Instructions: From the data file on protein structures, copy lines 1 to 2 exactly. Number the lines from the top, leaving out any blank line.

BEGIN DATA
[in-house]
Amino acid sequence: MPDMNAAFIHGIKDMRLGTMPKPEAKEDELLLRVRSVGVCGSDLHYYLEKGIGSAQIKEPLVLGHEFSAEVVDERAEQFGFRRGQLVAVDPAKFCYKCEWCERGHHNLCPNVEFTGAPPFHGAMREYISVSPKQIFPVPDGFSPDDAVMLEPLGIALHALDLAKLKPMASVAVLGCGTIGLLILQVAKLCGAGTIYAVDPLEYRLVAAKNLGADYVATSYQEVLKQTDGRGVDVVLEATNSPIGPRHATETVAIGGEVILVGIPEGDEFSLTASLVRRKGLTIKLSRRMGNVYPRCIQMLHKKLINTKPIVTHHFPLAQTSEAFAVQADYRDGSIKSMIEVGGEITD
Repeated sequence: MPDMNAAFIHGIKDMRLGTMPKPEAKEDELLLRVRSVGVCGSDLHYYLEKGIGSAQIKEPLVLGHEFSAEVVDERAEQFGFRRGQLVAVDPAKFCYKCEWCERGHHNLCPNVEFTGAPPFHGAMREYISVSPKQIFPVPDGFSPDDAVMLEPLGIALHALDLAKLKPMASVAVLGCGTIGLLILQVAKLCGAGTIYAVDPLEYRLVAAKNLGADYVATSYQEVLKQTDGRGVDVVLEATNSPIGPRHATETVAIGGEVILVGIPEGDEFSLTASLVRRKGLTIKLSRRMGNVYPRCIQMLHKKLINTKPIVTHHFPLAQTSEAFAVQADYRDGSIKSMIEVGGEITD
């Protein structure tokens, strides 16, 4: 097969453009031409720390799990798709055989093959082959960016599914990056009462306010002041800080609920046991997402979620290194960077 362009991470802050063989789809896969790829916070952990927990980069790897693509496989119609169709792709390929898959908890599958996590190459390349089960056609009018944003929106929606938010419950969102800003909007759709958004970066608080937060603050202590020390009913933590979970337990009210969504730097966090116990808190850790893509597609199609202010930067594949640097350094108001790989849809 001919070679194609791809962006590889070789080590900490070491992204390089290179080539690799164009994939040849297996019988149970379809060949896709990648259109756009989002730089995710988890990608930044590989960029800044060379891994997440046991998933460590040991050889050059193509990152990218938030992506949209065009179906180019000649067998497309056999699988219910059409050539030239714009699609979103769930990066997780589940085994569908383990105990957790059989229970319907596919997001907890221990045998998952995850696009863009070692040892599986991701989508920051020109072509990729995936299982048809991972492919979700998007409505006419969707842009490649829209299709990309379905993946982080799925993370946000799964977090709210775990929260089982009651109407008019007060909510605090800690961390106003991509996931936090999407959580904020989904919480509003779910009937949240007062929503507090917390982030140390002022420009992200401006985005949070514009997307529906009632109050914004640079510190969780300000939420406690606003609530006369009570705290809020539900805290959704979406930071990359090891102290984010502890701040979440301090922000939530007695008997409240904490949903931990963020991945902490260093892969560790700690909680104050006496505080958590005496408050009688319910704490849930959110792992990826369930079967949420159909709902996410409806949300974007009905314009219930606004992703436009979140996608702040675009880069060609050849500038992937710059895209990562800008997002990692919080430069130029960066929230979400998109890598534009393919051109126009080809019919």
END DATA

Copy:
[in-house]
Amino acid sequence: MPDMNAAFIHGIKDMRLGTMPKPEAKEDELLLRVRSVGVCGSDLHYYLEKGIGSAQIKEPLVLGHEFSAEVVDERAEQFGFRRGQLVAVDPAKFCYKCEWCERGHHNLCPNVEFTGAPPFHGAMREYISVSPKQIFPVPDGFSPDDAVMLEPLGIALHALDLAKLKPMASVAVLGCGTIGLLILQVAKLCGAGTIYAVDPLEYRLVAAKNLGADYVATSYQEVLKQTDGRGVDVVLEATNSPIGPRHATETVAIGGEVILVGIPEGDEFSLTASLVRRKGLTIKLSRRMGNVYPRCIQMLHKKLINTKPIVTHHFPLAQTSEAFAVQADYRDGSIKSMIEVGGEITD